Transient
Transient

We welcomed our daughter, Erica Bailey Booker on December 2, 1998.  She was a beautiful little pink bundle of joy.  We immediately fell in love with her.  As we told everyone from the moment we saw her, "You think you love a lot of things, but as a parent, you hold that new born baby in your arms...it is a love you have never felt before".  It is a love that is so connected and so wonderful!

Erica seemed to be growing and developing just fine overall. We were doing the things and activities a family normally does.  Life was great!  Then on July 4, 2000 at 20-months-old, she had her first bout with what we later found out was Multiple Sclerosis.  She could not move her head, and the doctors at Moses Cone Hospital Emergency Department thought it was Viral Meningitis.  After a few days in the hospital, she was better.  Then a couple of months later, while we were in Ohio, her right arm became sluggish, and she gradually was becoming unable to use it.  We took her to my long-time, best friend's pediatrician, and she sent us immediately to Akron Children's Hospital.  They thought it was ADEM (acute disseminated encephalomyelitis), a neurological disorder of the central nervous system in which focal demyelination is present throughout the brain and spinal cord.  After some medication she recovered quickly that time, too.  Approximately two months later, she started having trouble walking, and we took her to Wake Forest University Baptist Hospital Emergency Department where she then came under the care of Pediatric Neurology and was admitted to Brenner's Children's Hospital.  For almost a year, we and the doctors still thought her situation was ADEM, a viral type disease that eventually goes away.  Erica ultimately had to be seen by a senior adult Multiple Sclerosis Neurologist at WFU  Baptist Hospital, who immediately determined from her MRI scans that she had MS.  We could not believe it.  At that time, the diagnosis was still very hopeful, but as time went by, everything we tried would only work for a short while.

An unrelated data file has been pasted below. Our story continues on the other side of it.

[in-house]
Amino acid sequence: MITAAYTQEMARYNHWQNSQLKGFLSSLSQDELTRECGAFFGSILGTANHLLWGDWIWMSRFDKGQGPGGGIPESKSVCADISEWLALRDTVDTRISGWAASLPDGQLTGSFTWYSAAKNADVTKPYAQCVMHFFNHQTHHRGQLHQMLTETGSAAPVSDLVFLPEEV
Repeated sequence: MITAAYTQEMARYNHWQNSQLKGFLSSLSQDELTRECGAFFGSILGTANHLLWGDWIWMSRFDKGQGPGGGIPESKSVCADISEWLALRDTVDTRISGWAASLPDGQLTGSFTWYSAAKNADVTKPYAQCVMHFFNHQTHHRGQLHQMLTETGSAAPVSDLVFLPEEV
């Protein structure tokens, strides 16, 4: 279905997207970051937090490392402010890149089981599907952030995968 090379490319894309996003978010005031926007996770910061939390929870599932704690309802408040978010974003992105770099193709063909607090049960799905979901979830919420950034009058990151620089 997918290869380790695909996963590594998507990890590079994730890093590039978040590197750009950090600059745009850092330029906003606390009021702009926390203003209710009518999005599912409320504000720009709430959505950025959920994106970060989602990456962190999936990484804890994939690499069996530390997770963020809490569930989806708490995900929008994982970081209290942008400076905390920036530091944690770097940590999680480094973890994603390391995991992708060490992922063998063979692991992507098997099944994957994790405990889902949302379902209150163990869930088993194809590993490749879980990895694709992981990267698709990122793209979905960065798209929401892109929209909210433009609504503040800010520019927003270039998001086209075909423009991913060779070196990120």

Even though the MS started off with intermittent bouts, as months and years went by, the bouts were closer together.  She had a particularly aggressive form of the disease.   She struggled with numerous issues including left and right side paralysis and optic neuritis, in which her eyesight would come and go; she ultimately lost ninety percent of her eyesight. A few times, her speech was affected, she would get tired quickly, she had bouts of pain, bowel and bladder problems and sleep problems. She also had problems sitting up, standing and walking. We made countless trips to the emergency department whether it was by car or ambulance.

Transient

Over the four years that Erica had Multiple Sclerosis, we searched for answers at numerous hospitals including Akron Children's Hospital, Moses Cone, UNC Chapel Hill, Wake Forest-Baptist Hospital/Brenner's Children's Hospital (to see the pediatric neurologists, an adult MS neurologist and an ophthalmologist), University of Virginia along with a local pediatric neurologist and ophthalmologist.  We consulted with a doctor in St. Louis and also with doctors from a newly formed Pediatric MS Clinic in New York.  Erica routinely took physical therapy at Moses Cone Re-Hab Center. Many of the nurses, staff and CNA's at WFU Baptist/Brenner’s Children’s Hospital became very close to Erica and our family and we will never forget them.